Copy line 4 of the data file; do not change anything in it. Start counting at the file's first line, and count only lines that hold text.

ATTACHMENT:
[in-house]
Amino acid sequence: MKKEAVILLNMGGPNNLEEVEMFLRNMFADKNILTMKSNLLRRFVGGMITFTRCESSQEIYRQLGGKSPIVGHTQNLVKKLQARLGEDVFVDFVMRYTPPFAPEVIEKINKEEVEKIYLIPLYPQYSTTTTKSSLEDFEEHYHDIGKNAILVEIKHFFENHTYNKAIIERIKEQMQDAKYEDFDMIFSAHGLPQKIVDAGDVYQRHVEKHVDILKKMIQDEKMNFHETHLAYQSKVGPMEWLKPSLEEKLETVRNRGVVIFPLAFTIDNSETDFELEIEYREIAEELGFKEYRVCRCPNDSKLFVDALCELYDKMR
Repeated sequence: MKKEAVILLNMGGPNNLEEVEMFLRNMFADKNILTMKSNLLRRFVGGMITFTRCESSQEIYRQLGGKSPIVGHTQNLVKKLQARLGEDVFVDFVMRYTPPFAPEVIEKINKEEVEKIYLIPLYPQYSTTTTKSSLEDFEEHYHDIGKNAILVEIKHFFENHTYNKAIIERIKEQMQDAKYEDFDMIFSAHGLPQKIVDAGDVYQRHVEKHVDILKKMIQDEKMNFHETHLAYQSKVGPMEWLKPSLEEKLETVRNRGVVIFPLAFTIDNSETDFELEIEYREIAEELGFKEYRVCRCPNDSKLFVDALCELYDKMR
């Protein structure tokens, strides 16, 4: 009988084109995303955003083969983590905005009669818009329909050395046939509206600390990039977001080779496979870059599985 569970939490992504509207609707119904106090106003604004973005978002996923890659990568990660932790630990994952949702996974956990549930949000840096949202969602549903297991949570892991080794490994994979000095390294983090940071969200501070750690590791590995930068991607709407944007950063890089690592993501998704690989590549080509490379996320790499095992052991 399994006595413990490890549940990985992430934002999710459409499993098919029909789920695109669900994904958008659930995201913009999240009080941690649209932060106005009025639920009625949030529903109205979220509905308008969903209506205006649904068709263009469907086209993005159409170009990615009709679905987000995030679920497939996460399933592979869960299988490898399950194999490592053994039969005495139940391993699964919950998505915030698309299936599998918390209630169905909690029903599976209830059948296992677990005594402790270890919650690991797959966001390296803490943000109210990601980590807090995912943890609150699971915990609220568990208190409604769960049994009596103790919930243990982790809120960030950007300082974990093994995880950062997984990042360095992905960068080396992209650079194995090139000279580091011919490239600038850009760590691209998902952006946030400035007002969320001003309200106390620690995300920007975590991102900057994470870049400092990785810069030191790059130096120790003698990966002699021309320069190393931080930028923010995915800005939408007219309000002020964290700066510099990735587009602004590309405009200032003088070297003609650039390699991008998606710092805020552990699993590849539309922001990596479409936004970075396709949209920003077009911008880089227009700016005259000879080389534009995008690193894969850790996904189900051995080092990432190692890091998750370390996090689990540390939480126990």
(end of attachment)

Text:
């Protein structure tokens, strides 16, 4: 009988084109995303955003083969983590905005009669818009329909050395046939509206600390990039977001080779496979870059599985 569970939490992504509207609707119904106090106003604004973005978002996923890659990568990660932790630990994952949702996974956990549930949000840096949202969602549903297991949570892991080794490994994979000095390294983090940071969200501070750690590791590995930068991607709407944007950063890089690592993501998704690989590549080509490379996320790499095992052991 399994006595413990490890549940990985992430934002999710459409499993098919029909789920695109669900994904958008659930995201913009999240009080941690649209932060106005009025639920009625949030529903109205979220509905308008969903209506205006649904068709263009469907086209993005159409170009990615009709679905987000995030679920497939996460399933592979869960299988490898399950194999490592053994039969005495139940391993699964919950998505915030698309299936599998918390209630169905909690029903599976209830059948296992677990005594402790270890919650690991797959966001390296803490943000109210990601980590807090995912943890609150699971915990609220568990208190409604769960049994009596103790919930243990982790809120960030950007300082974990093994995880950062997984990042360095992905960068080396992209650079194995090139000279580091011919490239600038850009760590691209998902952006946030400035007002969320001003309200106390620690995300920007975590991102900057994470870049400092990785810069030191790059130096120790003698990966002699021309320069190393931080930028923010995915800005939408007219309000002020964290700066510099990735587009602004590309405009200032003088070297003609650039390699991008998606710092805020552990699993590849539309922001990596479409936004970075396709949209920003077009911008880089227009700016005259000879080389534009995008690193894969850790996904189900051995080092990432190692890091998750370390996090689990540390939480126990």